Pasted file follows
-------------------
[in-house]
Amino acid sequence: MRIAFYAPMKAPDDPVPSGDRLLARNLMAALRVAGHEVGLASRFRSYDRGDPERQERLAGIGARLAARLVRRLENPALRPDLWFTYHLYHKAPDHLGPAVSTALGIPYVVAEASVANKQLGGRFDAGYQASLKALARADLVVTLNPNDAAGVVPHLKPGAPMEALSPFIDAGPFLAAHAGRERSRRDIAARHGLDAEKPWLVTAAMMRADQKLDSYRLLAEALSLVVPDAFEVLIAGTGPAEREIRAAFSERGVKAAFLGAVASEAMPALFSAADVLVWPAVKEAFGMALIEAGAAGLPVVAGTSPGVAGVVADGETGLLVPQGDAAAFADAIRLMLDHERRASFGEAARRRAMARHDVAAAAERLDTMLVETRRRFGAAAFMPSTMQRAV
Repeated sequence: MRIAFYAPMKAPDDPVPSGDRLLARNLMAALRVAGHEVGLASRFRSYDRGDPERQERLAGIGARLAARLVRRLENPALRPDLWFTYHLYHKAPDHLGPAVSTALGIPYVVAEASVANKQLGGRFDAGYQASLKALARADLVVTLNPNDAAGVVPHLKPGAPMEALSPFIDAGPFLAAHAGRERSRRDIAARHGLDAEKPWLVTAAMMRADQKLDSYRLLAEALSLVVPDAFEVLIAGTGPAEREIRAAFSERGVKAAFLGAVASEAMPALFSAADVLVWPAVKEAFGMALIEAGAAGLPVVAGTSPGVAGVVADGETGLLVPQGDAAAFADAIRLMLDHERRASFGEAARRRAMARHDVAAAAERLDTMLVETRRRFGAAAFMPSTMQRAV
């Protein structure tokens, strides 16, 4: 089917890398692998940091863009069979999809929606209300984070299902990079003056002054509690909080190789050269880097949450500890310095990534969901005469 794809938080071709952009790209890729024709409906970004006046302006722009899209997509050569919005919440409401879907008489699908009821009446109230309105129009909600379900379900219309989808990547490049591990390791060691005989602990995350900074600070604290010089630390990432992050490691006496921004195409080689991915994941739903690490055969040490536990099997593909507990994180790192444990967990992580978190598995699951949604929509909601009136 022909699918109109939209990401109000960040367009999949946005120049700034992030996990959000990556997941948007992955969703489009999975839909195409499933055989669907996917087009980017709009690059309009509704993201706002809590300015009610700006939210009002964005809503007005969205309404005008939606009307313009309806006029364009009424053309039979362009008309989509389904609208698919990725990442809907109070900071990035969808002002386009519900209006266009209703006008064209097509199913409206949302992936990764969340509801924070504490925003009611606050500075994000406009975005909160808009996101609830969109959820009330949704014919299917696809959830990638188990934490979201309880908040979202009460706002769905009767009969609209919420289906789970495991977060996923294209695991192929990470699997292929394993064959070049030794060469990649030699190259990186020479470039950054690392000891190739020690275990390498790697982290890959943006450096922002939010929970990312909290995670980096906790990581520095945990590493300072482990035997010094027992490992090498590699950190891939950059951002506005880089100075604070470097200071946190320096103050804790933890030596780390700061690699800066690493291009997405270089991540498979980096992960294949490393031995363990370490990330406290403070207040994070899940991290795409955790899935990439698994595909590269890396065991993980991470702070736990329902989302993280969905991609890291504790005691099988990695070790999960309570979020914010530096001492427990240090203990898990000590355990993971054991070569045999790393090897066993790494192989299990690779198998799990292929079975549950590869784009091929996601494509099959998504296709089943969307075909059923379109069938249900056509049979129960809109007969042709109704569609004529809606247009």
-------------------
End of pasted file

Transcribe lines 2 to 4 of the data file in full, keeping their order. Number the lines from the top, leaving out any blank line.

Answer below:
Amino acid sequence: MRIAFYAPMKAPDDPVPSGDRLLARNLMAALRVAGHEVGLASRFRSYDRGDPERQERLAGIGARLAARLVRRLENPALRPDLWFTYHLYHKAPDHLGPAVSTALGIPYVVAEASVANKQLGGRFDAGYQASLKALARADLVVTLNPNDAAGVVPHLKPGAPMEALSPFIDAGPFLAAHAGRERSRRDIAARHGLDAEKPWLVTAAMMRADQKLDSYRLLAEALSLVVPDAFEVLIAGTGPAEREIRAAFSERGVKAAFLGAVASEAMPALFSAADVLVWPAVKEAFGMALIEAGAAGLPVVAGTSPGVAGVVADGETGLLVPQGDAAAFADAIRLMLDHERRASFGEAARRRAMARHDVAAAAERLDTMLVETRRRFGAAAFMPSTMQRAV
Repeated sequence: MRIAFYAPMKAPDDPVPSGDRLLARNLMAALRVAGHEVGLASRFRSYDRGDPERQERLAGIGARLAARLVRRLENPALRPDLWFTYHLYHKAPDHLGPAVSTALGIPYVVAEASVANKQLGGRFDAGYQASLKALARADLVVTLNPNDAAGVVPHLKPGAPMEALSPFIDAGPFLAAHAGRERSRRDIAARHGLDAEKPWLVTAAMMRADQKLDSYRLLAEALSLVVPDAFEVLIAGTGPAEREIRAAFSERGVKAAFLGAVASEAMPALFSAADVLVWPAVKEAFGMALIEAGAAGLPVVAGTSPGVAGVVADGETGLLVPQGDAAAFADAIRLMLDHERRASFGEAARRRAMARHDVAAAAERLDTMLVETRRRFGAAAFMPSTMQRAV
């Protein structure tokens, strides 16, 4: 089917890398692998940091863009069979999809929606209300984070299902990079003056002054509690909080190789050269880097949450500890310095990534969901005469 794809938080071709952009790209890729024709409906970004006046302006722009899209997509050569919005919440409401879907008489699908009821009446109230309105129009909600379900379900219309989808990547490049591990390791060691005989602990995350900074600070604290010089630390990432992050490691006496921004195409080689991915994941739903690490055969040490536990099997593909507990994180790192444990967990992580978190598995699951949604929509909601009136 022909699918109109939209990401109000960040367009999949946005120049700034992030996990959000990556997941948007992955969703489009999975839909195409499933055989669907996917087009980017709009690059309009509704993201706002809590300015009610700006939210009002964005809503007005969205309404005008939606009307313009309806006029364009009424053309039979362009008309989509389904609208698919990725990442809907109070900071990035969808002002386009519900209006266009209703006008064209097509199913409206949302992936990764969340509801924070504490925003009611606050500075994000406009975005909160808009996101609830969109959820009330949704014919299917696809959830990638188990934490979201309880908040979202009460706002769905009767009969609209919420289906789970495991977060996923294209695991192929990470699997292929394993064959070049030794060469990649030699190259990186020479470039950054690392000891190739020690275990390498790697982290890959943006450096922002939010929970990312909290995670980096906790990581520095945990590493300072482990035997010094027992490992090498590699950190891939950059951002506005880089100075604070470097200071946190320096103050804790933890030596780390700061690699800066690493291009997405270089991540498979980096992960294949490393031995363990370490990330406290403070207040994070899940991290795409955790899935990439698994595909590269890396065991993980991470702070736990329902989302993280969905991609890291504790005691099988990695070790999960309570979020914010530096001492427990240090203990898990000590355990993971054991070569045999790393090897066993790494192989299990690779198998799990292929079975549950590869784009091929996601494509099959998504296709089943969307075909059923379109069938249900056509049979129960809109007969042709109704569609004529809606247009």